Meanwhile, casual hockey fans continue to find other targets for their entertainment dollar, and they are as good as gone. This dispute is not about the game, the fans, the prices of tickets and concessions, the merits of the shootout, or the lustre of Kerry Fraser's mane. This is a power struggle between two stubborn minds, and the NHL is bigger, badder, and has more to lose.

Frankly, the NHL is crazy. What other business demands that its workers prevent their bosses from overpaying them? What organization takes one side's sheaf of proposal papers, spits back a single-page reply, and then talks about good faith negotiations? I am stunned that the public sides with the owners, trusts their word over that of a bunch of guys from Flin Flon and Kelowna. Don't they remember Bruce McNall? Bill Wirtz? The Rigas family of Adelphia Corp.? Michel Aubut, the great screwer-over of Quebec City?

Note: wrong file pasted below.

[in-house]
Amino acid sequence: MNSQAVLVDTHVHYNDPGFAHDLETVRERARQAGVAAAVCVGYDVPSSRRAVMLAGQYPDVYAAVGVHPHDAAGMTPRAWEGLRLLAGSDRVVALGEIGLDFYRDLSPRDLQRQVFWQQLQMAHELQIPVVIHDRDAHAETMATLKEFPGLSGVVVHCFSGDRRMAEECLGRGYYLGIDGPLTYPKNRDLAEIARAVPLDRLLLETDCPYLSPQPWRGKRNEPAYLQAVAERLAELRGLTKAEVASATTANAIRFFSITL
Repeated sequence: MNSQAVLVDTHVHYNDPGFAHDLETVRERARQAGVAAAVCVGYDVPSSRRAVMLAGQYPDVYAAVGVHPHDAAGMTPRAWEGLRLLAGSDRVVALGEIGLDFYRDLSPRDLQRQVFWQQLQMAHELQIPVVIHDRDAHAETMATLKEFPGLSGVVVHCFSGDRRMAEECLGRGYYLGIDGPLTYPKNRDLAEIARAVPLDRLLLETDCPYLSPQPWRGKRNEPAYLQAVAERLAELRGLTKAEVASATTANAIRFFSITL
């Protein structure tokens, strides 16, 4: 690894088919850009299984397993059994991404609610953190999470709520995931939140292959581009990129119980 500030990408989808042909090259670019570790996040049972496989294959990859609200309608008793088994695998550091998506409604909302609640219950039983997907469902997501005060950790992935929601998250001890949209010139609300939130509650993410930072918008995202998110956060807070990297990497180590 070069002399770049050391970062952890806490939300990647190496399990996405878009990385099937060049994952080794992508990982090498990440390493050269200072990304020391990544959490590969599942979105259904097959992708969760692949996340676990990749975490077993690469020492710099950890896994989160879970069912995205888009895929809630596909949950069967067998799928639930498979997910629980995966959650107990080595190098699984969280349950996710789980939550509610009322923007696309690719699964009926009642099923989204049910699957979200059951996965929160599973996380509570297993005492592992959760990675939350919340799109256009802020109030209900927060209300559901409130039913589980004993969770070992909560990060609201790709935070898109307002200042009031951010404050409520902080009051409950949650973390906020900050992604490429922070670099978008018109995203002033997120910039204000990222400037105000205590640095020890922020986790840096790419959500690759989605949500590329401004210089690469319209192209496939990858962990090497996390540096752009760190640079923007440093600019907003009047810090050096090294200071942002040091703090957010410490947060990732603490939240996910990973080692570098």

I am appalled at the "rational" rules of engagement employed by these broke-dick courtesans: the strategic pollution of dialogue, the concentrated PR efforts, the intentional cognitive dissonance regarding the crucial concession that one side must eventually make to end this dispute, and further dissonance about the nature of this concession. Semantics, potshots through the media, gratuitous attempts to placate the other side with "independent" financial audits, figures posing as arguments strewn across news tickers. They even had meetings and then disagreed over whether they were had. It's all there. We are watching a beloved institution commit, as Dick would say, bureaucracide. And after the Union's bold attempt last week, I can place the blame only at the feet of the man they call The Weasel. And I'm not talking about Bobby "The Brain" Heenan.